Mutual information measures how much information the distribution of one variable provides about the distribution of another variable.

In my case, I have samples of a feature variable $X \in \mathbb{R}$ and a target variable $Y \in \mathbb{R}$. This is different from the usual pairing of categorical variables (i.e. class labels) $(Y_{true}, Y_{predicted})$ you can find in statistical packages.

My current approach is:

  1. Standardize $X$ and $Y$ to have $0$ mean and unit variance so they are more or less on the same scale.
  2. Make a contingency table from the variables. Basically, create a discrete grid of bins and count how many pairs $(x \sim X, y \sim Y)$ occur in each space. Like a 2D histogram.
  3. Normalize the table so it all sums to $1$. This would approximate the joint distribution $P(X,Y)$.
  4. Use this to compute mutual information.

Is this approach theoretically sound? If so, how is the size of bins chosen? Is there a need for standardizing $X, Y$ in the first place?


The mutual information between two continuous random variables $X$ and $Y$ is defined as the following double integral over the domains $\mathcal {X}$ and $\mathcal {Y}$: $$ {\displaystyle \operatorname {I} (X;Y)=\int _{\mathcal {Y}}\int _{\mathcal {X}}{p(x,y)\log {\left({\frac {p(x,y)}{p(x)\,p(y)}}\right)}}\;dx\,dy,} $$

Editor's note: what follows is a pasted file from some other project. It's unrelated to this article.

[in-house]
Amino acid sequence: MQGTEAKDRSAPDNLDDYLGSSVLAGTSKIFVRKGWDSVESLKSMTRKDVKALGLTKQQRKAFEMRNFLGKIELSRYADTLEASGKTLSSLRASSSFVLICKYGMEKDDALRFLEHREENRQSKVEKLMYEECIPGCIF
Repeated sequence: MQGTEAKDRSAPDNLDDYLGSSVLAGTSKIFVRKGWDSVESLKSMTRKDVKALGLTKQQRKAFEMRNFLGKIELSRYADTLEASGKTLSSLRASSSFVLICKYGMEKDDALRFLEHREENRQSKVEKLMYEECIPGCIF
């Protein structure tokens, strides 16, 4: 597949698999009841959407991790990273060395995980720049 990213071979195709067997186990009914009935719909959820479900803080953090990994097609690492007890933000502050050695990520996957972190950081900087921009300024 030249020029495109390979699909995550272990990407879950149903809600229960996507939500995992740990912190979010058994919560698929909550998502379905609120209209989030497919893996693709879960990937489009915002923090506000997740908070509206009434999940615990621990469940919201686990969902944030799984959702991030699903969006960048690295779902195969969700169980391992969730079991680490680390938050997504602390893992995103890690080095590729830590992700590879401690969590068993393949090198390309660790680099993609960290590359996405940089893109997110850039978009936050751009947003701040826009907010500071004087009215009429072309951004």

The most straightforward way to estimate the mutual information is to use binning to estimate the integral, which essentially converts continuous variables into discrete variables for which the approach you outlined above can be used.

Alternatively, k-nearest neighbor distances can be used to estimate the Shannon entropy terms. This is for instance the approach that's used in scikit-learn and was proposed in A. Kraskov, H. Stogbauer and P. Grassberger, "Estimating mutual information". Phys. Rev. E 69, 2004.


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